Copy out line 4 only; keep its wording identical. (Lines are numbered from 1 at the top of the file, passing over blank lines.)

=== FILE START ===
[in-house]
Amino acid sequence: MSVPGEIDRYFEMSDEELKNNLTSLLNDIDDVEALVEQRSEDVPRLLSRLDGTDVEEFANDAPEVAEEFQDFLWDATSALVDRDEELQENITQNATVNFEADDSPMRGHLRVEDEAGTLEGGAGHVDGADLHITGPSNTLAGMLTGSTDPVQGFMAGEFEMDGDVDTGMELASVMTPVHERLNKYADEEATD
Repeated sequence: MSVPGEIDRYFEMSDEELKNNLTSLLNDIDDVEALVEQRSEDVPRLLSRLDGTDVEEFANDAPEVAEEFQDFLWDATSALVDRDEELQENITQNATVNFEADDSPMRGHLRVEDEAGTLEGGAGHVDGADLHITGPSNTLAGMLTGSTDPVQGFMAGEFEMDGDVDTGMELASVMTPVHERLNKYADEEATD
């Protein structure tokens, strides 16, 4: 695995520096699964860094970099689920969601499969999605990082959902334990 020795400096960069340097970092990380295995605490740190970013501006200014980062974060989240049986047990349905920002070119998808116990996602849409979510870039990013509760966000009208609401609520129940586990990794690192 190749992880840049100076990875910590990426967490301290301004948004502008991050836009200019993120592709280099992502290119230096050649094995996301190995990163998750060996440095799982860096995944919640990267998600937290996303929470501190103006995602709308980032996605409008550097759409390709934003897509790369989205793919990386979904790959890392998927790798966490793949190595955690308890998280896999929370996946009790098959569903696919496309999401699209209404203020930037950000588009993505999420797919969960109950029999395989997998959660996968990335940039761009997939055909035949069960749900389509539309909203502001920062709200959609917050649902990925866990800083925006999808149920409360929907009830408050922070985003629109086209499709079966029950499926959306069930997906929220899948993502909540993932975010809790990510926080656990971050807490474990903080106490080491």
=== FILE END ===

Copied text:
């Protein structure tokens, strides 16, 4: 695995520096699964860094970099689920969601499969999605990082959902334990 020795400096960069340097970092990380295995605490740190970013501006200014980062974060989240049986047990349905920002070119998808116990996602849409979510870039990013509760966000009208609401609520129940586990990794690192 190749992880840049100076990875910590990426967490301290301004948004502008991050836009200019993120592709280099992502290119230096050649094995996301190995990163998750060996440095799982860096995944919640990267998600937290996303929470501190103006995602709308980032996605409008550097759409390709934003897509790369989205793919990386979904790959890392998927790798966490793949190595955690308890998280896999929370996946009790098959569903696919496309999401699209209404203020930037950000588009993505999420797919969960109950029999395989997998959660996968990335940039761009997939055909035949069960749900389509539309909203502001920062709200959609917050649902990925866990800083925006999808149920409360929907009830408050922070985003629109086209499709079966029950499926959306069930997906929220899948993502909540993932975010809790990510926080656990971050807490474990903080106490080491």